Years ago, during the darkness of winter in an Alaskan Eskimo village, a courageous young man might go out into the cold in search of food for his people. Armed only with a spear and his compassion for his starving village, he would wander out, anticipating the attack of a polar bear. A polar bear, having no natural fear of humans, will stalk and eat a person.
II. First there are the casual insults by the passers-by in verses 29-30.
The first ones to mock were those who were there at the Jewish trial the night before. They are referring to the charge against Jesus which stated that he would destroy the temple and rebuild it in three days. They may have been the court attendants who were there observing the trial. Or perhaps they were people who at least had heard about the trial. Their shaking of heads is a custom that is reflected in Scripture. Psalm 22:7, again in describing the suffering Messiah says, “All who see me mock me; they hurl insults, shaking their heads.” In Psalm 109:25, David says, “I am an object of scorn to my accusers; when they see me, they shake their heads.”
They begin by saying, “so,” an exclamation of scornful victory. The challenge for Jesus to rescue himself makes sense in light of a teaching found in the Midrash, a Jewish commentary on the Old Testament and other writings. “Before a man puts his trust in flesh and blood and asks others to save him, let him save himself from death first.” They take their religious teaching and throw it in Jesus’ face. Jesus’ words about the temple must have seemed incredible to them. It took years and years to build the temple. And he would do it in three days!? Impossible! If he is so strong and powerful, he should be able to come down and save himself. If he can save himself, then he will be the one he claims to be. If he stays up on the cross, he is clearly a nobody.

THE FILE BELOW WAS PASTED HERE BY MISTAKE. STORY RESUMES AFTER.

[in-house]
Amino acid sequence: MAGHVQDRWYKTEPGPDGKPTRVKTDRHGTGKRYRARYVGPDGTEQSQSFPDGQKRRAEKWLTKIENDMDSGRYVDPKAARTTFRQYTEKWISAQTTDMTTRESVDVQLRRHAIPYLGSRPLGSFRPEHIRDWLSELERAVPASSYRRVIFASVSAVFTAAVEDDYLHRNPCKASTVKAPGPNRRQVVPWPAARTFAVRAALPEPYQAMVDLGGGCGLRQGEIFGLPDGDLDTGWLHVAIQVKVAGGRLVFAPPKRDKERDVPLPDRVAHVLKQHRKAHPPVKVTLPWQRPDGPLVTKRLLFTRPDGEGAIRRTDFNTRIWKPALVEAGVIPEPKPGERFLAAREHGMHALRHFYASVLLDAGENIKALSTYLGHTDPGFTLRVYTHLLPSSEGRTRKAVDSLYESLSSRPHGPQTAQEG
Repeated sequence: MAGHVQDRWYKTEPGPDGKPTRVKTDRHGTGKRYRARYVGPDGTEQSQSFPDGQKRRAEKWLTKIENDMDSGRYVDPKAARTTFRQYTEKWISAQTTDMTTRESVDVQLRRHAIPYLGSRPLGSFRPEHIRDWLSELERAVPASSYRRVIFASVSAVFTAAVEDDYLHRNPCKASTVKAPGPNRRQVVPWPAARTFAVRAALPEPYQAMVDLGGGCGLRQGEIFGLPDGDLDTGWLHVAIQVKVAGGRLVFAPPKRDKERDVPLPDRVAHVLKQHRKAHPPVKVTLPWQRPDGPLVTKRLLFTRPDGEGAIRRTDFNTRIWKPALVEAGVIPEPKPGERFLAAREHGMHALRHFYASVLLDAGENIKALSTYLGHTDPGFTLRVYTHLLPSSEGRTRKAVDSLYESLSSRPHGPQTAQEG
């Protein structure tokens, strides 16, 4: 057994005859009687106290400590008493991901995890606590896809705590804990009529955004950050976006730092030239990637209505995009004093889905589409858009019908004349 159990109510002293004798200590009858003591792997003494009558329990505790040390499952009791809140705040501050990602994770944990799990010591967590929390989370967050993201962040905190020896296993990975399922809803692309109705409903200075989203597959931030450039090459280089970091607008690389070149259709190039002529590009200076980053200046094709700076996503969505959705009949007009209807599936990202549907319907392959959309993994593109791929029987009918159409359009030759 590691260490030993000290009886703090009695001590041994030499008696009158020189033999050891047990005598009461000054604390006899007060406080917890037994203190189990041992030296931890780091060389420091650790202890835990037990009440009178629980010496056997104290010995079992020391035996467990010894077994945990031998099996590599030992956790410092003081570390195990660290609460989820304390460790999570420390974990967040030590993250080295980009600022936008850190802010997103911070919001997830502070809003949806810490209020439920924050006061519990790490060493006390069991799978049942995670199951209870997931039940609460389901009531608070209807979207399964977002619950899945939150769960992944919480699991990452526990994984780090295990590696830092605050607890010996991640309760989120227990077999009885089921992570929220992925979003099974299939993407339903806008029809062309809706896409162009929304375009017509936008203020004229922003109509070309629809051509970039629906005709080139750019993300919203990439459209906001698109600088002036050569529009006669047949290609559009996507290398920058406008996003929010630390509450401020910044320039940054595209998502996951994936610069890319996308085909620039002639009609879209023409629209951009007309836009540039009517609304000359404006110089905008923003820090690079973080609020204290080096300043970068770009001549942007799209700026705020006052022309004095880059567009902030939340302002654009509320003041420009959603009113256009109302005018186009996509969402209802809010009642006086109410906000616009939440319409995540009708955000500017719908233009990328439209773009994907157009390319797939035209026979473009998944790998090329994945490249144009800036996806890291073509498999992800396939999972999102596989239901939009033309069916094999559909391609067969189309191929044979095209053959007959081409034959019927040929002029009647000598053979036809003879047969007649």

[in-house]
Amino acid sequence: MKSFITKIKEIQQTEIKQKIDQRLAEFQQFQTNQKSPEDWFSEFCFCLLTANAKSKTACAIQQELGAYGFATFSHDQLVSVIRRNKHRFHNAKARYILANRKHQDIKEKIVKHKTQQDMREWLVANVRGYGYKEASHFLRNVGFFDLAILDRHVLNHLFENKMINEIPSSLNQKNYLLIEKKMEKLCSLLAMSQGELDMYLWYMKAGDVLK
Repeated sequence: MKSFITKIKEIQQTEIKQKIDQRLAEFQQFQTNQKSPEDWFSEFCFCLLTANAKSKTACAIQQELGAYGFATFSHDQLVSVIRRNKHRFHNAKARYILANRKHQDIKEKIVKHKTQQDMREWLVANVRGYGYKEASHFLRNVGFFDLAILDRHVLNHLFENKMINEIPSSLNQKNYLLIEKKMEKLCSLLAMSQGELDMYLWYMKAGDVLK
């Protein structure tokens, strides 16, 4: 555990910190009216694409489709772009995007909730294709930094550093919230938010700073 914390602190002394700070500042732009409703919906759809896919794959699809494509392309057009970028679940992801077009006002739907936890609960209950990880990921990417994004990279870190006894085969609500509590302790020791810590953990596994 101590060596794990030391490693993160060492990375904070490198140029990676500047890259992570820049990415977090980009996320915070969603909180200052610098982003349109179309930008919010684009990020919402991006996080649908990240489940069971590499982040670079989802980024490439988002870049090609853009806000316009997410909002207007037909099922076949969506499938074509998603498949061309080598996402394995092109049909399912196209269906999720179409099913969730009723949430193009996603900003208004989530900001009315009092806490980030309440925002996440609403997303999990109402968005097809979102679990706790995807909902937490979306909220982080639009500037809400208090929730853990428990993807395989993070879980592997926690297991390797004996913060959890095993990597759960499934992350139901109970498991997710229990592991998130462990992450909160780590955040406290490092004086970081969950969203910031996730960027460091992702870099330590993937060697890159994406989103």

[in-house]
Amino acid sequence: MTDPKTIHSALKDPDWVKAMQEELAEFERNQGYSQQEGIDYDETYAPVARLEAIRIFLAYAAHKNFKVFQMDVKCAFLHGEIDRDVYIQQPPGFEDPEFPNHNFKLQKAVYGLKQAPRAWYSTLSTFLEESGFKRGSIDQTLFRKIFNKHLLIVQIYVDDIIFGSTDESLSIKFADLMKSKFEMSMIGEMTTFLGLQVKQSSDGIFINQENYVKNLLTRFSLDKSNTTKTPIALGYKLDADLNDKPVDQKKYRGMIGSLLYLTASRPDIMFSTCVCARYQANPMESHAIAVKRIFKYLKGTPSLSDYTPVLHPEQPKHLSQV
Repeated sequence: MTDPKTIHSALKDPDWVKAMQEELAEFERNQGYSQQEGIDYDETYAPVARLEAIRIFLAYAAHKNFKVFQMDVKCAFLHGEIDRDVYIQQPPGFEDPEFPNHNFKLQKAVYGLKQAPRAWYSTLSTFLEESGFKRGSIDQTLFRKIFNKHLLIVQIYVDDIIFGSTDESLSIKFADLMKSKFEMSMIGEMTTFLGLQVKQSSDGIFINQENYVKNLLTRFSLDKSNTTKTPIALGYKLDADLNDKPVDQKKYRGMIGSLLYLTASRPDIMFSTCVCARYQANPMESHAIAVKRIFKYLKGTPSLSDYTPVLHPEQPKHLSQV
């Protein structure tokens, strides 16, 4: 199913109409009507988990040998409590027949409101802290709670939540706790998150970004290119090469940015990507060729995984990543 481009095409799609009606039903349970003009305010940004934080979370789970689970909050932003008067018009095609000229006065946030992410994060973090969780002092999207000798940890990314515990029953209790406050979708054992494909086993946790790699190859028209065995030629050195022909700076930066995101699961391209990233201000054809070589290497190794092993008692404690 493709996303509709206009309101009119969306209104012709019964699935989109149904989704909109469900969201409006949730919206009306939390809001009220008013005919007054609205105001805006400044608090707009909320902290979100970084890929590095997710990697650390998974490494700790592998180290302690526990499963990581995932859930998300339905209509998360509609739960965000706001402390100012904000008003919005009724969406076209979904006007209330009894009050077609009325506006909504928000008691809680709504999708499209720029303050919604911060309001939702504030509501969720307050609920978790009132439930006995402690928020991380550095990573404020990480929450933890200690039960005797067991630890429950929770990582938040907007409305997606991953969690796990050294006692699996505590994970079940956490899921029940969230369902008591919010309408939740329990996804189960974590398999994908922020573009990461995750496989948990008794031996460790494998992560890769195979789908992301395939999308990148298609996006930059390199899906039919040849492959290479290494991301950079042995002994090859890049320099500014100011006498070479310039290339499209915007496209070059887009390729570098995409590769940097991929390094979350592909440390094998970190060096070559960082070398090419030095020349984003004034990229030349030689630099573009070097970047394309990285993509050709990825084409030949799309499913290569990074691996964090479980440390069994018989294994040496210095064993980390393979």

However, by staying on the cross, Jesus shows himself to be the one who can indeed save. The one who seems so helpless now is indeed their Savior Messiah. He is far greater than what the mockers limited sight can see. Alexander Graham Bell invented the telephone, an invention so vital for our lives today; yet he was hard pressed to find a major backer. In 1876, the year he patented the telephone, Bell approached Western Union, then the largest communications company in America, and offered it exclusive rights to the invention for $100,000.